US7873040 *Aug 20, 2007Jan 18, 2011Stephen KARLSGODTInternet radio player
US8532464Nov 8, 2011Sep 10, 2013Deluxe Digital Studios, Inc.Methods and systems for use in controlling playback of content in relation to recorded content
US8842970Aug 16, 2013Sep 23, 2014Deluxe Media Inc.Methods and systems for use in controlling playback of content in relation to recorded content
US20110093606 *Oct 15, 2010Apr 21, 2011Samsung Electronics Co., Ltd.Interface method and display device
EP2201471A1 *Sep 18, 2008Jun 30, 2010Sony CorporationSystems and methods for managing advertising content corresponding to streaming media content
EP2451151A1 *Nov 8, 2011May 9, 2012Deluxe Digital Studios, Inc.Methods and systems for use in controlling playback of content in relation to recorded content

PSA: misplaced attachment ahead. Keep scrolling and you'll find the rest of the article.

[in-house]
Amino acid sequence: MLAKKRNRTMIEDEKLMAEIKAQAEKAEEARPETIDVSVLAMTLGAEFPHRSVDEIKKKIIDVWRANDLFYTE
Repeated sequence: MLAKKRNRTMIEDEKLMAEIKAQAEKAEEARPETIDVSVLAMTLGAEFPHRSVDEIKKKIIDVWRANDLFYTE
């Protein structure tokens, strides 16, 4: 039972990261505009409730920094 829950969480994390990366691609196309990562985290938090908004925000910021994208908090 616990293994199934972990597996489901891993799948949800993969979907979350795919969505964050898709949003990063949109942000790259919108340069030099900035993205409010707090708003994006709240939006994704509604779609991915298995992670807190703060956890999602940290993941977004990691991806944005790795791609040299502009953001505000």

WO2006138432A2 *Jun 15, 2006Dec 28, 2006Lightningcast IncPresenting advertising content
Classifications
U.S. Classification709/231
International ClassificationG06F15/16, H04H20/82, H04H1/00, H04H60/12, H04H20/26
Cooperative ClassificationH04H20/26, H04H20/82, H04N21/8106, H04N21/4383, H04N21/6543, H04H60/12, H04N21/6125, H04N21/458
European ClassificationH04N21/6543, H04N21/458, H04N21/81A, H04N21/438T, H04N21/61D3, H04H20/82, H04H60/12
Legal Events
DateCodeEventDescription
Feb 25, 2013FPAYFee payment
Year of fee payment: 4
Nov 18, 2010ASAssignment
Owner name: SONICBOX, INC., CALIFORNIA
Effective date: 20000803
Free format text: ASSIGNMENT OF ASSIGNORS INTEREST;ASSIGNORS:MCDOWALL, IAN E.;BOLAS, MARK T.;REEL/FRAME:025373/0734
Jun 25, 2010ASAssignment
Owner name: IM NETWORKS, INC.,CALIFORNIA
Free format text: CHANGE OF NAME;ASSIGNOR:SONICBOX, INC.;REEL/FRAME:24588/530
Effective date: 20010108
Free format text: CHANGE OF NAME;ASSIGNOR:SONICBOX, INC.;REEL/FRAME:024588/0530
Owner name: IM NETWORKS, INC., CALIFORNIA
Sep 8, 2006ASAssignment
Owner name: MOSI MEDIA, LLC, DELAWARE
Free format text: ASSIGNMENT OF ASSIGNORS INTEREST;ASSIGNOR:IM NETWORKS.;REEL/FRAME:018303/0902
Effective date: 20060609